Published: September 1, 2020
By Greg Smith
ONLINE – As any auctioneer or dealer on the show circuit can attest, events are drivers for sales. They instill a pressure on a buyer as they impart a sense of temporary immediacy or the possibility of loss, not felt with gloom but rather subtly or subconsciously acknowledged in the architecture of the experience: the event is now and the event will end, so you better get to doing.
As the pandemic lingers on and shows continue to spread few and far between, the scheduled and publicized website update is growing in popularity among dealers who want to create a selling event, or a little magic, of their own.
The idea is by no means new. Sears began mail-order business through catalog distribution in 1887. It is not even new when applied to the digital age – some dealers have been doing scheduled website updates since the early aughts.
The website update is synonymous with “fresh,” a multi-pronged word that, any way you swing it, is music to a collector’s ears. The idea that an object has come to the market, finally, after decades of being squirreled away on a private collector’s or their descendant’s shelf – while not always accurate – is one that instills a drive to buy. Add to that the idea that buying antiques has always been a game of getting there first or being the first to recognize the strength of an object. Both collectors and dealers live and die by the early worm, because the only thing that keeps anyone with an eye off something great is its price. The scheduled website update then provides the structure for obtaining fresh objects in a manner congruent with the selling events that buyers are familiar with: here’s the address, date and time – be there or be square.
And as we understand, many are showing up.
Tim & Charline Chambers of Missouri Plain Folk, Sikeston, Mo., created their website at www.missouriplainfolk.com about eight years ago, but as show dealers, they had always taken the model of show first, website second.
“I kept it current enough, but it wasn’t the first thing on my radar,” Tim Chambers said. “I was so active with shows and had a lot to do, so it was a way to show fresh material in the downtime.”
As this summer limped on, Chambers found himself doing a sale on his website in July and promoting it through his social media channels, where he has 3,900 followers on Facebook alone.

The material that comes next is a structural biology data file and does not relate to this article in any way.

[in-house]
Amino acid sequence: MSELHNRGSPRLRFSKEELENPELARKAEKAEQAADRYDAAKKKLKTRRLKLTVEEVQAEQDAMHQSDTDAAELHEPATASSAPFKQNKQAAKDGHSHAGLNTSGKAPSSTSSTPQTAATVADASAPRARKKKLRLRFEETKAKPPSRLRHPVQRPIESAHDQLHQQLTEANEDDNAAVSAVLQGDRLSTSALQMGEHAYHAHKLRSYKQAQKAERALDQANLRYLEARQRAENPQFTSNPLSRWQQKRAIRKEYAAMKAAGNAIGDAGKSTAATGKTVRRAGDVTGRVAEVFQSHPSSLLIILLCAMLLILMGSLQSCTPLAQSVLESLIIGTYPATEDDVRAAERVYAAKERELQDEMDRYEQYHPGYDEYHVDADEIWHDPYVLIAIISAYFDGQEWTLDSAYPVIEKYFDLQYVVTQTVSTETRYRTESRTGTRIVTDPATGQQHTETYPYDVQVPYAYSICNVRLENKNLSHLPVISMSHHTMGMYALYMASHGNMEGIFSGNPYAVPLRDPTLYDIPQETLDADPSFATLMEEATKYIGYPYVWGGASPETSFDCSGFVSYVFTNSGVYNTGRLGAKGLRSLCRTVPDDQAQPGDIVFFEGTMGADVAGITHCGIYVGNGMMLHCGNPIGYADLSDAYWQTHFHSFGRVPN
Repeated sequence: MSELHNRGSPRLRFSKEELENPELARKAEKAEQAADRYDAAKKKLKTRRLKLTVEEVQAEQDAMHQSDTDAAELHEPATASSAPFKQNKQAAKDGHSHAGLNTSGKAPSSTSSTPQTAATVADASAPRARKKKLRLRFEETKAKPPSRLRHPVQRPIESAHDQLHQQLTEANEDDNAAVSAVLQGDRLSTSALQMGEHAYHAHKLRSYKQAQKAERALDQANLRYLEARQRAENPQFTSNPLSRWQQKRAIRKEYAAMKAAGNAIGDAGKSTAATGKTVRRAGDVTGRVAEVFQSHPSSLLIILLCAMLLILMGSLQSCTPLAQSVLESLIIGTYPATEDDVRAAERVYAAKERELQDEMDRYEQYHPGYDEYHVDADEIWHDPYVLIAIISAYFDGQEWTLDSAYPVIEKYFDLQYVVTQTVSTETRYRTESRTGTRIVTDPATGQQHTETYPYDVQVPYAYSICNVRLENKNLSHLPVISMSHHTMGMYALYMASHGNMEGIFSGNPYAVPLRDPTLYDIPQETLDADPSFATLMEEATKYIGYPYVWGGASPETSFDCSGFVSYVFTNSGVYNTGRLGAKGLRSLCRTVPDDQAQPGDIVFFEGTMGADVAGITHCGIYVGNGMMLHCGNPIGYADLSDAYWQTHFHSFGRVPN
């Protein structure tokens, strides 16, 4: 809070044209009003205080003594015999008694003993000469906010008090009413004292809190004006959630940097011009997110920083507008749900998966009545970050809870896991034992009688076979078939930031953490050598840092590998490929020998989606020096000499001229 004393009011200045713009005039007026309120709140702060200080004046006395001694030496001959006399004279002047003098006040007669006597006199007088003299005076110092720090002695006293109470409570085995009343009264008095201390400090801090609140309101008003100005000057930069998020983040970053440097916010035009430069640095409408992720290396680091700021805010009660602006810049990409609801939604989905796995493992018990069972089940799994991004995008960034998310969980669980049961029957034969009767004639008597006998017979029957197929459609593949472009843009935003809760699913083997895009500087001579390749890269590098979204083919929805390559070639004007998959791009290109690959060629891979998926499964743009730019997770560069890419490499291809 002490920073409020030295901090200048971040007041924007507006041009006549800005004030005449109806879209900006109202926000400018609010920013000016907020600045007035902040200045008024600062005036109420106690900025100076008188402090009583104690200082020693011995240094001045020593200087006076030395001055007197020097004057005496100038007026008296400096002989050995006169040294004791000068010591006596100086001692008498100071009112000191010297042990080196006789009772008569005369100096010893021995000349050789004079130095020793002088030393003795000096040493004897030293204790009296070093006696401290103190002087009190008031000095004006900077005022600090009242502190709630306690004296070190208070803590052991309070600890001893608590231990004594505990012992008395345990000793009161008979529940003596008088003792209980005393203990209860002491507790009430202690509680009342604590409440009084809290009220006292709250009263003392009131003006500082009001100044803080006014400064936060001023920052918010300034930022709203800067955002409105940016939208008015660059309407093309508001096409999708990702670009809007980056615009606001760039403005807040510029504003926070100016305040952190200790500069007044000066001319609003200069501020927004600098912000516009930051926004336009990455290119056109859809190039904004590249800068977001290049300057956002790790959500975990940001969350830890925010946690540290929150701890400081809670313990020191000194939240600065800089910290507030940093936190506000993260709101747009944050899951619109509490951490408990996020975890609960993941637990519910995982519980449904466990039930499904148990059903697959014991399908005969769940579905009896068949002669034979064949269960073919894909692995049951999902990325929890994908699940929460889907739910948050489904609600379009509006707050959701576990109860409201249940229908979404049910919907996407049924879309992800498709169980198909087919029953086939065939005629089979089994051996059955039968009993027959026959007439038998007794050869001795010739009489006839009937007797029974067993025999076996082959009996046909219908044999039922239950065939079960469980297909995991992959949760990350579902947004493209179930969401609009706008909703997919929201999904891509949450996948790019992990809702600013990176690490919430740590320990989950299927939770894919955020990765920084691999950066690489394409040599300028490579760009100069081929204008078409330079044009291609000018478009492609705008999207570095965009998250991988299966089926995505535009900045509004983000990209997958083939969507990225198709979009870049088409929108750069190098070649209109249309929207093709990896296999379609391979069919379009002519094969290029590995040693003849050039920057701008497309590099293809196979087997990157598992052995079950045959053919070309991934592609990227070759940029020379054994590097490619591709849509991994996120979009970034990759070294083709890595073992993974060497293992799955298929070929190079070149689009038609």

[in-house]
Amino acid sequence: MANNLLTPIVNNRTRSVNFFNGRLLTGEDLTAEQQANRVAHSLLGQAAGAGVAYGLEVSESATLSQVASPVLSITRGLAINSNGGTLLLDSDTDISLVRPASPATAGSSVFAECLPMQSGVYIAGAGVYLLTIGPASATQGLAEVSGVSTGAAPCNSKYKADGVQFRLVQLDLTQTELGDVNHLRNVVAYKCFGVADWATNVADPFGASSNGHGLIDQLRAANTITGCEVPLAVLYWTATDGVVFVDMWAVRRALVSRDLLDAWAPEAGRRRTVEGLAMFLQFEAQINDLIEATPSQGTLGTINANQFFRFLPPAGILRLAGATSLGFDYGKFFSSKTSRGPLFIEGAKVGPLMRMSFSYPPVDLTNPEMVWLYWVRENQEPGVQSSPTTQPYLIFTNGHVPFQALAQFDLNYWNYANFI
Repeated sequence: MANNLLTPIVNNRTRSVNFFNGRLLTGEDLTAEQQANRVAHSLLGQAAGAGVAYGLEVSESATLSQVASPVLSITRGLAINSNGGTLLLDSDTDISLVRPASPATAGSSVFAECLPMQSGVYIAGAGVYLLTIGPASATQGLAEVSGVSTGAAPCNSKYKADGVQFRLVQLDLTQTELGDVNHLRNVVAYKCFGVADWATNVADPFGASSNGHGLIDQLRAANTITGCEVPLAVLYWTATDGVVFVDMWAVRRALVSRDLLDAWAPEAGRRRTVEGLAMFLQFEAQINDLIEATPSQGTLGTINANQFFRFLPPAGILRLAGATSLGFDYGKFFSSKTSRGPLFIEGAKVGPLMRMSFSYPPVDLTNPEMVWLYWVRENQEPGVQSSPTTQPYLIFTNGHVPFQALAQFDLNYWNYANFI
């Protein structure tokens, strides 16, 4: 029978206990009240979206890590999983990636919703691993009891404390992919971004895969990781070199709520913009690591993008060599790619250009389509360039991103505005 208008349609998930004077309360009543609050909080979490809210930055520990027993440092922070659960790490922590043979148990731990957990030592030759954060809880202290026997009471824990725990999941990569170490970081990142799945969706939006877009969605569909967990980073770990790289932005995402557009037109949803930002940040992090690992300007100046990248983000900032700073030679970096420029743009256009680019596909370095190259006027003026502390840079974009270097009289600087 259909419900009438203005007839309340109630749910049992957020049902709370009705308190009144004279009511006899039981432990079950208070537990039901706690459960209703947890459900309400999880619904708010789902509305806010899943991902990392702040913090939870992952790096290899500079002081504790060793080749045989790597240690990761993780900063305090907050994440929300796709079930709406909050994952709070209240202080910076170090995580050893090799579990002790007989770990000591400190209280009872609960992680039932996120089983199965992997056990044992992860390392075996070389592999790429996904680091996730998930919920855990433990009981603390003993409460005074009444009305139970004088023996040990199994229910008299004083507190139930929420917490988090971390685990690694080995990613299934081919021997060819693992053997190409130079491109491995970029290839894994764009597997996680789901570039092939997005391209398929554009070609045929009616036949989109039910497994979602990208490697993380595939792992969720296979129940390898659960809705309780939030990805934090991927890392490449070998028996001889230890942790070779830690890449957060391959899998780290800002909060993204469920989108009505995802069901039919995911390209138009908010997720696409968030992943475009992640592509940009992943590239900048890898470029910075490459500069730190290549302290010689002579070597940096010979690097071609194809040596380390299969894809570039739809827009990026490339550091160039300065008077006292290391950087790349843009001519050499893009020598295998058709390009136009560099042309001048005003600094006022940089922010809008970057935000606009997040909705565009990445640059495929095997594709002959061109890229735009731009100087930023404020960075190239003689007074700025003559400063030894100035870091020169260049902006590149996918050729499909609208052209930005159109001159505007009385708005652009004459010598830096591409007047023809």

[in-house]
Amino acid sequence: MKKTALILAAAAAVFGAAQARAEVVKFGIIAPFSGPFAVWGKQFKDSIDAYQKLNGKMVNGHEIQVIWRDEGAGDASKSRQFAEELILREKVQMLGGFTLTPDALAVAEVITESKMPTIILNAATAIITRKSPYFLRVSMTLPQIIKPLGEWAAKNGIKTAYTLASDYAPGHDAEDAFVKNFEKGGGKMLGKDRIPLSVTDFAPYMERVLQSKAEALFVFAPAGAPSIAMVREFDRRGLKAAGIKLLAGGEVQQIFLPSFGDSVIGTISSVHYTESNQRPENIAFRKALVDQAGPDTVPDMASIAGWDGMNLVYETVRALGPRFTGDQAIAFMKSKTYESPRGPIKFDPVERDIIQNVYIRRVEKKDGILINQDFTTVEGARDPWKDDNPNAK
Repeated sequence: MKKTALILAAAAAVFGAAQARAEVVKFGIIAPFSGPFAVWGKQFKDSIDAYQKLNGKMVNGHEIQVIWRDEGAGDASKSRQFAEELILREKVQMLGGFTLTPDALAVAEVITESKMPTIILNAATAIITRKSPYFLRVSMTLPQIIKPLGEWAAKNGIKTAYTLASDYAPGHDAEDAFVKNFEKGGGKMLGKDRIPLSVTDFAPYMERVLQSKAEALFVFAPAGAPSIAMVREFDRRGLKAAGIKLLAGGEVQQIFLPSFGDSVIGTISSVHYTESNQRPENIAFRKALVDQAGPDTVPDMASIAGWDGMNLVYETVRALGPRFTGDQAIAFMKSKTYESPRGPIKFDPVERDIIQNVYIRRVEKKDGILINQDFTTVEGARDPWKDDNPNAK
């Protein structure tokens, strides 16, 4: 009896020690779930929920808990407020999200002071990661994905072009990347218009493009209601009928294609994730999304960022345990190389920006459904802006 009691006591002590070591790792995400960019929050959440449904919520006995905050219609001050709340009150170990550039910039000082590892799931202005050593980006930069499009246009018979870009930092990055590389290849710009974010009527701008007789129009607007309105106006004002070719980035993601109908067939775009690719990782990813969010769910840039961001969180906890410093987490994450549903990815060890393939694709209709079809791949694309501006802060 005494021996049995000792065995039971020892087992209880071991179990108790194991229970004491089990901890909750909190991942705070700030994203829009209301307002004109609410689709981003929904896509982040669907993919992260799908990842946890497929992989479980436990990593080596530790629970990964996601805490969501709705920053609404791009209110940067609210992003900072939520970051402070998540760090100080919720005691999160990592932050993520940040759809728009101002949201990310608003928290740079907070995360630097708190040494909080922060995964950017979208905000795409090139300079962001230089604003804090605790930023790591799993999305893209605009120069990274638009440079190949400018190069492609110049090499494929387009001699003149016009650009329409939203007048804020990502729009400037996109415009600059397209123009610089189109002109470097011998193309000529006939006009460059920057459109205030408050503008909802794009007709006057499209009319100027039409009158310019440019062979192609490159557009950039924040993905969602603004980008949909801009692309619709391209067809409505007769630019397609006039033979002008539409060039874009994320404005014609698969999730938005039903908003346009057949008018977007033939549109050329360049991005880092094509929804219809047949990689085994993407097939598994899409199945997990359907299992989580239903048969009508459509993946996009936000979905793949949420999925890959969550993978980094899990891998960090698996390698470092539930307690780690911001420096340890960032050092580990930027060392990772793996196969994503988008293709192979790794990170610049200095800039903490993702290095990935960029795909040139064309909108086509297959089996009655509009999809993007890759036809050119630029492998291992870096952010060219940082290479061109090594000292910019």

“The sale was very successful,” he said. “I sold a couple dozen things. All of the sudden I was reaching near the end of it and I thought ‘my website is empty, what am I going to do?'”
So he bought more things and photographed it all and decided to publicize a website update.
“I started teasing the update around the end of July and I went live with the update on Wednesday, August 5. I ended up adding 22 fresh things on Wednesday night at 5 pm, and by Saturday night I had sold a dozen of them.”
Chambers said the buyers are a mix of old and new and he is shipping everywhere around the country.
“It was so well received that I’ve had people already ask me when the next website update is,” he said. “I don’t have enough things to put on! Business is actually really good, in a way, I want people to be encouraged.”
On the flip side of the coin, Dennis Raleigh of Dennis Raleigh Antiques & Folk Art, Searsport, Maine, has been selling on website updates for 17 years at www.dennisraleighantiques.com, and he has never missed a month.
“Like all websites, in the beginning, it was meager at best, but over 17 years it has grown nicely,” Raleigh said. “I contribute all of the success to the update, once a month. I’ll add 20-25 items to the site each time. “
We caught up with Raleigh about four days after his Saturday, August 22 update, and he said he had already sold ten of the 22 items.
He pushes people to his website via an email list of about 1,500 people, combined with his social media accounts, particularly Instagram.
“The website has been noticeably better in the pandemic,” Raleigh noted. “I’ve said all along, the pandemic may keep people pent up in their houses, but it hasn’t diminished their appetite for antiques. The website has been quite active this year.”
Raleigh typically steers clear of furniture, as he says those collectors like to go over those pieces in person. But the rest, even if it is a sizable weathervane, will get posted. Raleigh writes thorough condition reports with an eye towards the initial experience of a customer opening a package and going over the piece. He said he would not want anyone to be surprised to see a nick that he did not describe or provide evidence of in photos.